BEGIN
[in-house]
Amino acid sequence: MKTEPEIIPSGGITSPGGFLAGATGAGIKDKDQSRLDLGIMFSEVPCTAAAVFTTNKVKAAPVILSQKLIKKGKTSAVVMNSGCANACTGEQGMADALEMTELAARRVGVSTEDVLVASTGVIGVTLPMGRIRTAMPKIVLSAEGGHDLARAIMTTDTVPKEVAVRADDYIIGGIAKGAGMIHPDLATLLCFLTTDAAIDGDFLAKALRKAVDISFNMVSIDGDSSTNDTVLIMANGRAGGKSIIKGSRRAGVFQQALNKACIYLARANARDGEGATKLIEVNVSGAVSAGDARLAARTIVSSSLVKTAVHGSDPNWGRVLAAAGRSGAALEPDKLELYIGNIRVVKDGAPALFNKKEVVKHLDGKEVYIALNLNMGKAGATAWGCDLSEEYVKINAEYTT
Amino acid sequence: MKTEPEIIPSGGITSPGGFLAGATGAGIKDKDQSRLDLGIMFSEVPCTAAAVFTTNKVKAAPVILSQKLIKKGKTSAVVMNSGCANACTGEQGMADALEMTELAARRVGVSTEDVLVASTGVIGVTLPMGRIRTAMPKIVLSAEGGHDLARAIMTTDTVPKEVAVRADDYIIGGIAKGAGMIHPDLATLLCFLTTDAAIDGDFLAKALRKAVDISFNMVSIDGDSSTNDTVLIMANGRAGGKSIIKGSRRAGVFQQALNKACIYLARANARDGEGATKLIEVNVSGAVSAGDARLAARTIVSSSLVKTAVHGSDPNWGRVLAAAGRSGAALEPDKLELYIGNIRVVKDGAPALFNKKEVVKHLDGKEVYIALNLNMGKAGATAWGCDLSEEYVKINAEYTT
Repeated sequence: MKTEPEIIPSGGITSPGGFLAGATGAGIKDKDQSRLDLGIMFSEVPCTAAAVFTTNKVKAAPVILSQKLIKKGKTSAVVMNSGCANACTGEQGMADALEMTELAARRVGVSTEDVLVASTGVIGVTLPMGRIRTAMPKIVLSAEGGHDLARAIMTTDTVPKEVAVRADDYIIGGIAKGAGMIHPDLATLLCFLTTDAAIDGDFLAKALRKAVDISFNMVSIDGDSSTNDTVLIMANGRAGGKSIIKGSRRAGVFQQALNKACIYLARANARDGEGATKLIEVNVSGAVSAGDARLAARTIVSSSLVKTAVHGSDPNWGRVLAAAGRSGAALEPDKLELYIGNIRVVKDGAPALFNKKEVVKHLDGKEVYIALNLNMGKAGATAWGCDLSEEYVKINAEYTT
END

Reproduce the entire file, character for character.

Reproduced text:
[in-house]
Amino acid sequence: MKTEPEIIPSGGITSPGGFLAGATGAGIKDKDQSRLDLGIMFSEVPCTAAAVFTTNKVKAAPVILSQKLIKKGKTSAVVMNSGCANACTGEQGMADALEMTELAARRVGVSTEDVLVASTGVIGVTLPMGRIRTAMPKIVLSAEGGHDLARAIMTTDTVPKEVAVRADDYIIGGIAKGAGMIHPDLATLLCFLTTDAAIDGDFLAKALRKAVDISFNMVSIDGDSSTNDTVLIMANGRAGGKSIIKGSRRAGVFQQALNKACIYLARANARDGEGATKLIEVNVSGAVSAGDARLAARTIVSSSLVKTAVHGSDPNWGRVLAAAGRSGAALEPDKLELYIGNIRVVKDGAPALFNKKEVVKHLDGKEVYIALNLNMGKAGATAWGCDLSEEYVKINAEYTT
Amino acid sequence: MKTEPEIIPSGGITSPGGFLAGATGAGIKDKDQSRLDLGIMFSEVPCTAAAVFTTNKVKAAPVILSQKLIKKGKTSAVVMNSGCANACTGEQGMADALEMTELAARRVGVSTEDVLVASTGVIGVTLPMGRIRTAMPKIVLSAEGGHDLARAIMTTDTVPKEVAVRADDYIIGGIAKGAGMIHPDLATLLCFLTTDAAIDGDFLAKALRKAVDISFNMVSIDGDSSTNDTVLIMANGRAGGKSIIKGSRRAGVFQQALNKACIYLARANARDGEGATKLIEVNVSGAVSAGDARLAARTIVSSSLVKTAVHGSDPNWGRVLAAAGRSGAALEPDKLELYIGNIRVVKDGAPALFNKKEVVKHLDGKEVYIALNLNMGKAGATAWGCDLSEEYVKINAEYTT
Repeated sequence: MKTEPEIIPSGGITSPGGFLAGATGAGIKDKDQSRLDLGIMFSEVPCTAAAVFTTNKVKAAPVILSQKLIKKGKTSAVVMNSGCANACTGEQGMADALEMTELAARRVGVSTEDVLVASTGVIGVTLPMGRIRTAMPKIVLSAEGGHDLARAIMTTDTVPKEVAVRADDYIIGGIAKGAGMIHPDLATLLCFLTTDAAIDGDFLAKALRKAVDISFNMVSIDGDSSTNDTVLIMANGRAGGKSIIKGSRRAGVFQQALNKACIYLARANARDGEGATKLIEVNVSGAVSAGDARLAARTIVSSSLVKTAVHGSDPNWGRVLAAAGRSGAALEPDKLELYIGNIRVVKDGAPALFNKKEVVKHLDGKEVYIALNLNMGKAGATAWGCDLSEEYVKINAEYTT